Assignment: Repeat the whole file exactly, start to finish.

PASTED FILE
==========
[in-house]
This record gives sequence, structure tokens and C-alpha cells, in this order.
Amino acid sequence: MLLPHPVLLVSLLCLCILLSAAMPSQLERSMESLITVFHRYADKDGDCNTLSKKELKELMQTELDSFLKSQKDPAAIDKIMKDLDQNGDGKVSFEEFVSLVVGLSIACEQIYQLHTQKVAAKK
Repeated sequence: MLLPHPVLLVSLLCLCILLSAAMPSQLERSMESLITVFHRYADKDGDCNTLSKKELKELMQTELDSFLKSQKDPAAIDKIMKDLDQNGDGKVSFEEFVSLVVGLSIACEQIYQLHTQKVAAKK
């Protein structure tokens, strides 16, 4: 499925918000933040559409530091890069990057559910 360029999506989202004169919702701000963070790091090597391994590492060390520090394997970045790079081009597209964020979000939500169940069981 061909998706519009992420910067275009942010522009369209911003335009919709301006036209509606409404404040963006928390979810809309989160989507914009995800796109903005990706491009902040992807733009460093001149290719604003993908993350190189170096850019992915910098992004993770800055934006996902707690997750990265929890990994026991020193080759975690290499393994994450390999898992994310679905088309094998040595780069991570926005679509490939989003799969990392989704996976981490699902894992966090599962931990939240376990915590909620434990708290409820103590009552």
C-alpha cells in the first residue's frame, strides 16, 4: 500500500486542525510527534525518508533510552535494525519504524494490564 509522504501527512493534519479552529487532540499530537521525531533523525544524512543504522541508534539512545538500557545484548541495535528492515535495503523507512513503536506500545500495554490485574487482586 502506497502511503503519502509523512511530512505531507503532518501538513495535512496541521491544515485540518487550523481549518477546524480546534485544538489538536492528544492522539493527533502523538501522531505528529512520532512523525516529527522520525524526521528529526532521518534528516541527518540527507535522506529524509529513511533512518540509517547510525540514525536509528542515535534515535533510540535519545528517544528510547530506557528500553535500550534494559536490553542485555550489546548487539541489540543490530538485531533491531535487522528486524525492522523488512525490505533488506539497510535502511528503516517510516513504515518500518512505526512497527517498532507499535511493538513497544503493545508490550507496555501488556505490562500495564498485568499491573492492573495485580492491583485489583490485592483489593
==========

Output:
[in-house]
This record gives sequence, structure tokens and C-alpha cells, in this order.
Amino acid sequence: MLLPHPVLLVSLLCLCILLSAAMPSQLERSMESLITVFHRYADKDGDCNTLSKKELKELMQTELDSFLKSQKDPAAIDKIMKDLDQNGDGKVSFEEFVSLVVGLSIACEQIYQLHTQKVAAKK
Repeated sequence: MLLPHPVLLVSLLCLCILLSAAMPSQLERSMESLITVFHRYADKDGDCNTLSKKELKELMQTELDSFLKSQKDPAAIDKIMKDLDQNGDGKVSFEEFVSLVVGLSIACEQIYQLHTQKVAAKK
């Protein structure tokens, strides 16, 4: 499925918000933040559409530091890069990057559910 360029999506989202004169919702701000963070790091090597391994590492060390520090394997970045790079081009597209964020979000939500169940069981 061909998706519009992420910067275009942010522009369209911003335009919709301006036209509606409404404040963006928390979810809309989160989507914009995800796109903005990706491009902040992807733009460093001149290719604003993908993350190189170096850019992915910098992004993770800055934006996902707690997750990265929890990994026991020193080759975690290499393994994450390999898992994310679905088309094998040595780069991570926005679509490939989003799969990392989704996976981490699902894992966090599962931990939240376990915590909620434990708290409820103590009552």
C-alpha cells in the first residue's frame, strides 16, 4: 500500500486542525510527534525518508533510552535494525519504524494490564 509522504501527512493534519479552529487532540499530537521525531533523525544524512543504522541508534539512545538500557545484548541495535528492515535495503523507512513503536506500545500495554490485574487482586 502506497502511503503519502509523512511530512505531507503532518501538513495535512496541521491544515485540518487550523481549518477546524480546534485544538489538536492528544492522539493527533502523538501522531505528529512520532512523525516529527522520525524526521528529526532521518534528516541527518540527507535522506529524509529513511533512518540509517547510525540514525536509528542515535534515535533510540535519545528517544528510547530506557528500553535500550534494559536490553542485555550489546548487539541489540543490530538485531533491531535487522528486524525492522523488512525490505533488506539497510535502511528503516517510516513504515518500518512505526512497527517498532507499535511493538513497544503493545508490550507496555501488556505490562500495564498485568499491573492492573495485580492491583485489583490485592483489593